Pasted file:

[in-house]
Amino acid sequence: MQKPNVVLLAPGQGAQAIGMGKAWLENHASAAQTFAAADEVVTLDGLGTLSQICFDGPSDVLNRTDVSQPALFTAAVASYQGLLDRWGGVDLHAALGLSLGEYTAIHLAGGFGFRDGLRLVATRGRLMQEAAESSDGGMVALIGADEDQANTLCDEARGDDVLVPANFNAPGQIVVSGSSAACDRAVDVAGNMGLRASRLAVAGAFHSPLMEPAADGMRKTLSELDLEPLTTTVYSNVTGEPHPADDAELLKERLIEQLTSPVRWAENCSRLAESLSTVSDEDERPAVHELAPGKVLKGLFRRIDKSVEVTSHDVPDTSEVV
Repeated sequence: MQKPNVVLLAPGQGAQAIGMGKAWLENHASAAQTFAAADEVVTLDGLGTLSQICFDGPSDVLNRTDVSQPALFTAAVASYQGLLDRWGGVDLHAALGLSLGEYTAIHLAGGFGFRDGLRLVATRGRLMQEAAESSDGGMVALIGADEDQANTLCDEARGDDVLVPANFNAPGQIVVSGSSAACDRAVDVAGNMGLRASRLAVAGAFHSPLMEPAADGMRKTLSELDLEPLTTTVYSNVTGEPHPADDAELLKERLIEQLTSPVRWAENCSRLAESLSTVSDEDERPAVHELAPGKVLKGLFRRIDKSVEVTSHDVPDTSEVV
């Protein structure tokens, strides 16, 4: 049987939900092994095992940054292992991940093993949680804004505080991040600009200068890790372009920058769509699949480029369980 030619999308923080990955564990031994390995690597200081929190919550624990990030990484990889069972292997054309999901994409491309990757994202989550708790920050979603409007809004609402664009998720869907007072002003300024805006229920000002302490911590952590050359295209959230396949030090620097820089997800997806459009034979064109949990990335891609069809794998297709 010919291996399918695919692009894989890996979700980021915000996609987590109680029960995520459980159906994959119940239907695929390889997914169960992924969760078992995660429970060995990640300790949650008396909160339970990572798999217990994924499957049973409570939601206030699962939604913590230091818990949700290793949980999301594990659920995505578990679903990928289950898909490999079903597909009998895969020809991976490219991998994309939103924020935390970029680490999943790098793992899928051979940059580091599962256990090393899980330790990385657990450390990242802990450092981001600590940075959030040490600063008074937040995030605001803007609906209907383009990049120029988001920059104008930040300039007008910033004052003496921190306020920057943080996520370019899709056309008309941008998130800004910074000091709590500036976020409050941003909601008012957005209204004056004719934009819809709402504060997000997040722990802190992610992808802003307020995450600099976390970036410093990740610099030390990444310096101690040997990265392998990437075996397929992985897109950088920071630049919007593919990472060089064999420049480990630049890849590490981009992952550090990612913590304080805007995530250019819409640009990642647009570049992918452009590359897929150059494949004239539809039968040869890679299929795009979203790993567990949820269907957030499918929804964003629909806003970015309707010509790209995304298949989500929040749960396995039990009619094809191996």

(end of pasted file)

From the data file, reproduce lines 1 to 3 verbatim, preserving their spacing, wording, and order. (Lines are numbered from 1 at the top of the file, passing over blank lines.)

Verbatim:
[in-house]
Amino acid sequence: MQKPNVVLLAPGQGAQAIGMGKAWLENHASAAQTFAAADEVVTLDGLGTLSQICFDGPSDVLNRTDVSQPALFTAAVASYQGLLDRWGGVDLHAALGLSLGEYTAIHLAGGFGFRDGLRLVATRGRLMQEAAESSDGGMVALIGADEDQANTLCDEARGDDVLVPANFNAPGQIVVSGSSAACDRAVDVAGNMGLRASRLAVAGAFHSPLMEPAADGMRKTLSELDLEPLTTTVYSNVTGEPHPADDAELLKERLIEQLTSPVRWAENCSRLAESLSTVSDEDERPAVHELAPGKVLKGLFRRIDKSVEVTSHDVPDTSEVV
Repeated sequence: MQKPNVVLLAPGQGAQAIGMGKAWLENHASAAQTFAAADEVVTLDGLGTLSQICFDGPSDVLNRTDVSQPALFTAAVASYQGLLDRWGGVDLHAALGLSLGEYTAIHLAGGFGFRDGLRLVATRGRLMQEAAESSDGGMVALIGADEDQANTLCDEARGDDVLVPANFNAPGQIVVSGSSAACDRAVDVAGNMGLRASRLAVAGAFHSPLMEPAADGMRKTLSELDLEPLTTTVYSNVTGEPHPADDAELLKERLIEQLTSPVRWAENCSRLAESLSTVSDEDERPAVHELAPGKVLKGLFRRIDKSVEVTSHDVPDTSEVV